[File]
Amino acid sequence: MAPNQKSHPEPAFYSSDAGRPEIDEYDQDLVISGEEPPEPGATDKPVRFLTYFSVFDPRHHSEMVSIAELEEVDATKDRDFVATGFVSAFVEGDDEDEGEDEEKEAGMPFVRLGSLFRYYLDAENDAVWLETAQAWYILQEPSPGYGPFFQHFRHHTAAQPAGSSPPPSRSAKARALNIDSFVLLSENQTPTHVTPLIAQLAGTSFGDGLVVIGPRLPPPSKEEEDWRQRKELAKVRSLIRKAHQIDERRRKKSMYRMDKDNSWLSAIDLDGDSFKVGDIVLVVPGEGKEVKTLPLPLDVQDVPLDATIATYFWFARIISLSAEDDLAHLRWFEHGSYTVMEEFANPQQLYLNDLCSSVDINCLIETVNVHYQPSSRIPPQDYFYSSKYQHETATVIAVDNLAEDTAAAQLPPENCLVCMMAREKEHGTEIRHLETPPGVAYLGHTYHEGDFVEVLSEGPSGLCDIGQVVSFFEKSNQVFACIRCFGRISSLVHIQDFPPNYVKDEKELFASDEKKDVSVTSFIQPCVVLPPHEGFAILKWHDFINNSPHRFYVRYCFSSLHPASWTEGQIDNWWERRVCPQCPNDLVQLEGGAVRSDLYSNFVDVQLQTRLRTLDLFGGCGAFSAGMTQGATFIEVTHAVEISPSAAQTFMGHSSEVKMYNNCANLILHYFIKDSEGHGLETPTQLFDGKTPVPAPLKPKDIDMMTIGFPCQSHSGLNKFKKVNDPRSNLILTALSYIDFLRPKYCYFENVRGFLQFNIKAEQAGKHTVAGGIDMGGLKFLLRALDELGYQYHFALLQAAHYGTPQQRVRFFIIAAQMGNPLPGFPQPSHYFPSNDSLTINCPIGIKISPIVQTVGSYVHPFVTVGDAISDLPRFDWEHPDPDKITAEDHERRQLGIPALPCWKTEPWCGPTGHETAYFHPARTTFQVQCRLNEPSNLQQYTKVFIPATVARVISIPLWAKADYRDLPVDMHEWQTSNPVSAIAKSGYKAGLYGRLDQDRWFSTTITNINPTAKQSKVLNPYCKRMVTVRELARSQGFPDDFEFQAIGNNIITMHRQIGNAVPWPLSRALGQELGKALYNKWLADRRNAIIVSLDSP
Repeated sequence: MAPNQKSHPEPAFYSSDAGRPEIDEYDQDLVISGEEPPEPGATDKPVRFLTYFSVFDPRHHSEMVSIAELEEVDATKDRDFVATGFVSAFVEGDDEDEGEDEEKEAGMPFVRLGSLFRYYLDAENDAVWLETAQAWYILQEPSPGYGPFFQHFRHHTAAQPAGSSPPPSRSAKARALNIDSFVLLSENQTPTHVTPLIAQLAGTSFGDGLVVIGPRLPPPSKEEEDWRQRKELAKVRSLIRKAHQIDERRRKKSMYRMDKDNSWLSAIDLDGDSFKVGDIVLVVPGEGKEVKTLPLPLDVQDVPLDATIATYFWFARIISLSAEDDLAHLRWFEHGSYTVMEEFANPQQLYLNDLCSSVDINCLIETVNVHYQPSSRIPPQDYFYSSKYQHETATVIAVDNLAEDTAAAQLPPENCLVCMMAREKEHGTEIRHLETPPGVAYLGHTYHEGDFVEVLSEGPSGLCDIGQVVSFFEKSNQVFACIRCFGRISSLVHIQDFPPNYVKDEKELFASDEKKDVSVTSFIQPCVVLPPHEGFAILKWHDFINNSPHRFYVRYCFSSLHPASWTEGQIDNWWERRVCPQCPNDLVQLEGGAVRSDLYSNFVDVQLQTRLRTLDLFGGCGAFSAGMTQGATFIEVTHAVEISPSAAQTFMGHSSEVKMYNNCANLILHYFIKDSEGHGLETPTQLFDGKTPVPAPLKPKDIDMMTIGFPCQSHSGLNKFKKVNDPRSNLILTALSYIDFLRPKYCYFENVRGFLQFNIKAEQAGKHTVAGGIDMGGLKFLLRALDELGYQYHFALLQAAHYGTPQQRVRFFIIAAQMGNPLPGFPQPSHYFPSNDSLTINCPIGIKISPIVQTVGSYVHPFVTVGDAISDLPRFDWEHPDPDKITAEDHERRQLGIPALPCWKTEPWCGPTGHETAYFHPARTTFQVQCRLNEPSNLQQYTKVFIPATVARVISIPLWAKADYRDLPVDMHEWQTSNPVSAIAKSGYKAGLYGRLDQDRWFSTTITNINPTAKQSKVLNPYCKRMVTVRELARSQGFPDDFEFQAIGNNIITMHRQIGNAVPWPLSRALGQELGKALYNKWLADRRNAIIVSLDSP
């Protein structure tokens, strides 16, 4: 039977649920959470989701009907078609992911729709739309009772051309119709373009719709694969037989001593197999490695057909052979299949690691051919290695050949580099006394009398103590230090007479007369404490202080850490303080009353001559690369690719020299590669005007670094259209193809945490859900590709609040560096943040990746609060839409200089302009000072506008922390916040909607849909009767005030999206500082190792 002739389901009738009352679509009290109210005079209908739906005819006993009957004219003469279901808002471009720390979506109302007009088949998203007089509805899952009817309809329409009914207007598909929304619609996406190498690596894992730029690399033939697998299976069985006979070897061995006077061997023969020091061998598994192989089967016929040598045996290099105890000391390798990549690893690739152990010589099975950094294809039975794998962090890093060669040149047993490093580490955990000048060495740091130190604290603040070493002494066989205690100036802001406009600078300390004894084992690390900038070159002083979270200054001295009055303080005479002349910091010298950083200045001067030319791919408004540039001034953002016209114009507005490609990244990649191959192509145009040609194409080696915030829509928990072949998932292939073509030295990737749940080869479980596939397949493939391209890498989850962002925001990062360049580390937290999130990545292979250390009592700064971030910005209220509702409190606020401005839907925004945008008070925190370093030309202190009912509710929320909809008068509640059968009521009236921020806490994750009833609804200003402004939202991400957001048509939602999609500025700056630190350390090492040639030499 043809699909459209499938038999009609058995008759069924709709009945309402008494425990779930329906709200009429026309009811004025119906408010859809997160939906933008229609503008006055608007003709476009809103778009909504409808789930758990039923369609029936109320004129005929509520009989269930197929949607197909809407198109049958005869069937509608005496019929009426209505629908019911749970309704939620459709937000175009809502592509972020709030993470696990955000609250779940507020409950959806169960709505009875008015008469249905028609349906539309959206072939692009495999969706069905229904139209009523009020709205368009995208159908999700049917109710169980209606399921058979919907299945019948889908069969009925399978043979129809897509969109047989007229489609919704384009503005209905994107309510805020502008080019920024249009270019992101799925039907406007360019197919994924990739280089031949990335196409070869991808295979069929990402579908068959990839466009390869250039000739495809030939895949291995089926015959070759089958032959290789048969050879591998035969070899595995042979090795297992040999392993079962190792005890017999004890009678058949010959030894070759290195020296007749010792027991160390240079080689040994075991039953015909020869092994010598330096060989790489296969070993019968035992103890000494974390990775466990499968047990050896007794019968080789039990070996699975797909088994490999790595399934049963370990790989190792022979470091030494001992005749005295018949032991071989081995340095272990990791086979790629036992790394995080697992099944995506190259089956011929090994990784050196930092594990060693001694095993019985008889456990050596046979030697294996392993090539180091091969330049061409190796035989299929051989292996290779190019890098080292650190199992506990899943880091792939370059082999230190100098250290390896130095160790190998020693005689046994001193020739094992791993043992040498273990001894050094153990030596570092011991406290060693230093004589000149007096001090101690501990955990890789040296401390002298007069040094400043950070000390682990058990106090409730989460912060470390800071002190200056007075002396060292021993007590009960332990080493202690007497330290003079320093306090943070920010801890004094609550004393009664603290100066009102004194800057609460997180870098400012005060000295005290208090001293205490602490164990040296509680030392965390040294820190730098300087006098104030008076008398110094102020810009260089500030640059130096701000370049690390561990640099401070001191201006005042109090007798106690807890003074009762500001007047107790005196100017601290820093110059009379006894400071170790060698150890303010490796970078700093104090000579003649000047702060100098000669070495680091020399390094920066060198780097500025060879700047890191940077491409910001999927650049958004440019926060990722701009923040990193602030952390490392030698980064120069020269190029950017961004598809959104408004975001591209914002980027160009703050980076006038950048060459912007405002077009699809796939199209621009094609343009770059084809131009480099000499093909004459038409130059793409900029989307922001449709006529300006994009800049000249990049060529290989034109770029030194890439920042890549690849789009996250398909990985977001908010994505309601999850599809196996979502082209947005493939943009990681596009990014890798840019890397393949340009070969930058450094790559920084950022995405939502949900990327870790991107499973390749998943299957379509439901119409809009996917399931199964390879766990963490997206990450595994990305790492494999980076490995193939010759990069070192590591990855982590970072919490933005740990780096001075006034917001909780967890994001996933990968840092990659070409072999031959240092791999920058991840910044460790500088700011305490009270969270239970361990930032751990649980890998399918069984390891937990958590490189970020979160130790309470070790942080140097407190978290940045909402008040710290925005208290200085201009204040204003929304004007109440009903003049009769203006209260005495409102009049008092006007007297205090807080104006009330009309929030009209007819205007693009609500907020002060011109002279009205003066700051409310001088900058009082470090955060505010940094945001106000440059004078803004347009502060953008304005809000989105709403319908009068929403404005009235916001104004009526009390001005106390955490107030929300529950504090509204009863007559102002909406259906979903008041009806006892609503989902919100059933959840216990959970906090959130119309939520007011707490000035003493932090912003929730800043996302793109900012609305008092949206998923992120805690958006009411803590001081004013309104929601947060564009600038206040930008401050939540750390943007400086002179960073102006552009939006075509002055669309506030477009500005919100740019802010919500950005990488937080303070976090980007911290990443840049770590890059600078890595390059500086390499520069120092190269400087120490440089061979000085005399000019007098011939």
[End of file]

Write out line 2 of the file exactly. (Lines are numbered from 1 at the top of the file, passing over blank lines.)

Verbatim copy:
Repeated sequence: MAPNQKSHPEPAFYSSDAGRPEIDEYDQDLVISGEEPPEPGATDKPVRFLTYFSVFDPRHHSEMVSIAELEEVDATKDRDFVATGFVSAFVEGDDEDEGEDEEKEAGMPFVRLGSLFRYYLDAENDAVWLETAQAWYILQEPSPGYGPFFQHFRHHTAAQPAGSSPPPSRSAKARALNIDSFVLLSENQTPTHVTPLIAQLAGTSFGDGLVVIGPRLPPPSKEEEDWRQRKELAKVRSLIRKAHQIDERRRKKSMYRMDKDNSWLSAIDLDGDSFKVGDIVLVVPGEGKEVKTLPLPLDVQDVPLDATIATYFWFARIISLSAEDDLAHLRWFEHGSYTVMEEFANPQQLYLNDLCSSVDINCLIETVNVHYQPSSRIPPQDYFYSSKYQHETATVIAVDNLAEDTAAAQLPPENCLVCMMAREKEHGTEIRHLETPPGVAYLGHTYHEGDFVEVLSEGPSGLCDIGQVVSFFEKSNQVFACIRCFGRISSLVHIQDFPPNYVKDEKELFASDEKKDVSVTSFIQPCVVLPPHEGFAILKWHDFINNSPHRFYVRYCFSSLHPASWTEGQIDNWWERRVCPQCPNDLVQLEGGAVRSDLYSNFVDVQLQTRLRTLDLFGGCGAFSAGMTQGATFIEVTHAVEISPSAAQTFMGHSSEVKMYNNCANLILHYFIKDSEGHGLETPTQLFDGKTPVPAPLKPKDIDMMTIGFPCQSHSGLNKFKKVNDPRSNLILTALSYIDFLRPKYCYFENVRGFLQFNIKAEQAGKHTVAGGIDMGGLKFLLRALDELGYQYHFALLQAAHYGTPQQRVRFFIIAAQMGNPLPGFPQPSHYFPSNDSLTINCPIGIKISPIVQTVGSYVHPFVTVGDAISDLPRFDWEHPDPDKITAEDHERRQLGIPALPCWKTEPWCGPTGHETAYFHPARTTFQVQCRLNEPSNLQQYTKVFIPATVARVISIPLWAKADYRDLPVDMHEWQTSNPVSAIAKSGYKAGLYGRLDQDRWFSTTITNINPTAKQSKVLNPYCKRMVTVRELARSQGFPDDFEFQAIGNNIITMHRQIGNAVPWPLSRALGQELGKALYNKWLADRRNAIIVSLDSP